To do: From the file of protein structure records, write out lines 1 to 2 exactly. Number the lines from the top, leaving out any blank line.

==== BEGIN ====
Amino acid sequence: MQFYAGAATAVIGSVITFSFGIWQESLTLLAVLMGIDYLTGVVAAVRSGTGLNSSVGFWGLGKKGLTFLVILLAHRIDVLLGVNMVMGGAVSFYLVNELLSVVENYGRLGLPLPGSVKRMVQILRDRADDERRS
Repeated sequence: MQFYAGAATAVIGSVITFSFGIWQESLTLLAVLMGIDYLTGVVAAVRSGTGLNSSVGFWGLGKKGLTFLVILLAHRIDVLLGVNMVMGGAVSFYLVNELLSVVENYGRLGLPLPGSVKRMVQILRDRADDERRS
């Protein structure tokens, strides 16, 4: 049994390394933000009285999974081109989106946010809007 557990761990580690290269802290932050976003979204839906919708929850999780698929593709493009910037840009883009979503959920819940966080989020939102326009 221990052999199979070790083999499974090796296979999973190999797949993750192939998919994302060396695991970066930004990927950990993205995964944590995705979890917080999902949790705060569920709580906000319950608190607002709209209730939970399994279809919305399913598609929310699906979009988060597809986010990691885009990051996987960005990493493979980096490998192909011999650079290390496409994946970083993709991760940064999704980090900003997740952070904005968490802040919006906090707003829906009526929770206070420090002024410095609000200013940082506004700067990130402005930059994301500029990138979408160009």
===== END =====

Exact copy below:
Amino acid sequence: MQFYAGAATAVIGSVITFSFGIWQESLTLLAVLMGIDYLTGVVAAVRSGTGLNSSVGFWGLGKKGLTFLVILLAHRIDVLLGVNMVMGGAVSFYLVNELLSVVENYGRLGLPLPGSVKRMVQILRDRADDERRS
Repeated sequence: MQFYAGAATAVIGSVITFSFGIWQESLTLLAVLMGIDYLTGVVAAVRSGTGLNSSVGFWGLGKKGLTFLVILLAHRIDVLLGVNMVMGGAVSFYLVNELLSVVENYGRLGLPLPGSVKRMVQILRDRADDERRS